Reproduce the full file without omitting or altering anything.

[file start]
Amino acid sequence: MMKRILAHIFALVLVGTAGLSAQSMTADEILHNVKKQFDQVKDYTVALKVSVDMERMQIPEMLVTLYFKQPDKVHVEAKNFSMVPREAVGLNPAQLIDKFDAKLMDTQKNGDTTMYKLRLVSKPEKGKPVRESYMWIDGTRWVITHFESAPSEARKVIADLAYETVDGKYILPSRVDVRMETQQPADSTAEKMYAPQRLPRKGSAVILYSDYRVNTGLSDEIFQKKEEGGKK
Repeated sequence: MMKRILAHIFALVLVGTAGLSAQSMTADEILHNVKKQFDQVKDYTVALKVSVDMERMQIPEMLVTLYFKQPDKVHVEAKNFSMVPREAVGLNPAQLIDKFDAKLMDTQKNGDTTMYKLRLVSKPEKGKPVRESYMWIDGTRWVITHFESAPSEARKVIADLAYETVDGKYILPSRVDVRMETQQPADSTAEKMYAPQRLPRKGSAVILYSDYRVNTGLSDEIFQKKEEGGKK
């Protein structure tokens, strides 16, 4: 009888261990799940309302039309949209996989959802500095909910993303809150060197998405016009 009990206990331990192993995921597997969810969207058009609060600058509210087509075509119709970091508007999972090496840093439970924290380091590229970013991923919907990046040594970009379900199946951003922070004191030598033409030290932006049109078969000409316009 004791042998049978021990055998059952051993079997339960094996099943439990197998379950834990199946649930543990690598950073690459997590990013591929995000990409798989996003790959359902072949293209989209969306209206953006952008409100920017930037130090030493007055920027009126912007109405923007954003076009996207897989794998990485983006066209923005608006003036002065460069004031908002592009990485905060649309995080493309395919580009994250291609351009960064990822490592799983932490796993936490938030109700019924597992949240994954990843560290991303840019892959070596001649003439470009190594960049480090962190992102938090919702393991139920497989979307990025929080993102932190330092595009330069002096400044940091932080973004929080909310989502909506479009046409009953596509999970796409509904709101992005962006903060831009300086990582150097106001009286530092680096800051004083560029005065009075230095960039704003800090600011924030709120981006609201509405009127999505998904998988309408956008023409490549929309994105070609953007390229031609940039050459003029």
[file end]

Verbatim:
Amino acid sequence: MMKRILAHIFALVLVGTAGLSAQSMTADEILHNVKKQFDQVKDYTVALKVSVDMERMQIPEMLVTLYFKQPDKVHVEAKNFSMVPREAVGLNPAQLIDKFDAKLMDTQKNGDTTMYKLRLVSKPEKGKPVRESYMWIDGTRWVITHFESAPSEARKVIADLAYETVDGKYILPSRVDVRMETQQPADSTAEKMYAPQRLPRKGSAVILYSDYRVNTGLSDEIFQKKEEGGKK
Repeated sequence: MMKRILAHIFALVLVGTAGLSAQSMTADEILHNVKKQFDQVKDYTVALKVSVDMERMQIPEMLVTLYFKQPDKVHVEAKNFSMVPREAVGLNPAQLIDKFDAKLMDTQKNGDTTMYKLRLVSKPEKGKPVRESYMWIDGTRWVITHFESAPSEARKVIADLAYETVDGKYILPSRVDVRMETQQPADSTAEKMYAPQRLPRKGSAVILYSDYRVNTGLSDEIFQKKEEGGKK
């Protein structure tokens, strides 16, 4: 009888261990799940309302039309949209996989959802500095909910993303809150060197998405016009 009990206990331990192993995921597997969810969207058009609060600058509210087509075509119709970091508007999972090496840093439970924290380091590229970013991923919907990046040594970009379900199946951003922070004191030598033409030290932006049109078969000409316009 004791042998049978021990055998059952051993079997339960094996099943439990197998379950834990199946649930543990690598950073690459997590990013591929995000990409798989996003790959359902072949293209989209969306209206953006952008409100920017930037130090030493007055920027009126912007109405923007954003076009996207897989794998990485983006066209923005608006003036002065460069004031908002592009990485905060649309995080493309395919580009994250291609351009960064990822490592799983932490796993936490938030109700019924597992949240994954990843560290991303840019892959070596001649003439470009190594960049480090962190992102938090919702393991139920497989979307990025929080993102932190330092595009330069002096400044940091932080973004929080909310989502909506479009046409009953596509999970796409509904709101992005962006903060831009300086990582150097106001009286530092680096800051004083560029005065009075230095960039704003800090600011924030709120981006609201509405009127999505998904998988309408956008023409490549929309994105070609953007390229031609940039050459003029």